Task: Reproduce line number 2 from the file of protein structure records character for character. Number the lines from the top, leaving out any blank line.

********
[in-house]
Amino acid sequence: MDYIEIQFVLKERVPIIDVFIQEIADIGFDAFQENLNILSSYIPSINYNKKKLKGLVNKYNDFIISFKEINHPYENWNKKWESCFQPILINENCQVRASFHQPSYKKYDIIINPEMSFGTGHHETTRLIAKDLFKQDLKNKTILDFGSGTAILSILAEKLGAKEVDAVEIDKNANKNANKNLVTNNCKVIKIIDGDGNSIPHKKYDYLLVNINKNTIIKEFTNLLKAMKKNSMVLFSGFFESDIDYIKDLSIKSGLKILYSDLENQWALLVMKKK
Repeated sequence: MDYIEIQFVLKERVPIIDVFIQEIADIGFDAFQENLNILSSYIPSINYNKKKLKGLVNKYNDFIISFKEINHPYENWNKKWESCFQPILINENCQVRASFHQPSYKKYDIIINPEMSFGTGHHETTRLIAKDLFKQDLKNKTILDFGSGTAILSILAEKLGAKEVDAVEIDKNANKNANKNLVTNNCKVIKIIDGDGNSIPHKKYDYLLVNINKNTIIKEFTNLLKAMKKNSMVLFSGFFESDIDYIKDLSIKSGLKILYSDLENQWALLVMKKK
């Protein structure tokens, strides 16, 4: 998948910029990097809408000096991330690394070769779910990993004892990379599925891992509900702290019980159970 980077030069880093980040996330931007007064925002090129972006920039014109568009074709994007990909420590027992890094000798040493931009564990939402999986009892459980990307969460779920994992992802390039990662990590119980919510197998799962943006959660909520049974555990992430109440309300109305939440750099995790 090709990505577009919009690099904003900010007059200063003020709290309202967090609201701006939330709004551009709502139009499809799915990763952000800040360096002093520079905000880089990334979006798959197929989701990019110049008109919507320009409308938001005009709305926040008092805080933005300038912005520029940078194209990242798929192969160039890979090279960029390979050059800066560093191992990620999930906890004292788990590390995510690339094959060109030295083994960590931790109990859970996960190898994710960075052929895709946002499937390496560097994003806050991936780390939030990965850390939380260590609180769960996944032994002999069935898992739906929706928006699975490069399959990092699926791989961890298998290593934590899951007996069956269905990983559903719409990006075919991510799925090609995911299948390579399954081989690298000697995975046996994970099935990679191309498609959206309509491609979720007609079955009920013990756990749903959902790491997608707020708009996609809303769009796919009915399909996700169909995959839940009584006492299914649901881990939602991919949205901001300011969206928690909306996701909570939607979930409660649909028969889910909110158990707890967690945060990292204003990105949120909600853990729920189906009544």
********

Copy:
Amino acid sequence: MDYIEIQFVLKERVPIIDVFIQEIADIGFDAFQENLNILSSYIPSINYNKKKLKGLVNKYNDFIISFKEINHPYENWNKKWESCFQPILINENCQVRASFHQPSYKKYDIIINPEMSFGTGHHETTRLIAKDLFKQDLKNKTILDFGSGTAILSILAEKLGAKEVDAVEIDKNANKNANKNLVTNNCKVIKIIDGDGNSIPHKKYDYLLVNINKNTIIKEFTNLLKAMKKNSMVLFSGFFESDIDYIKDLSIKSGLKILYSDLENQWALLVMKKK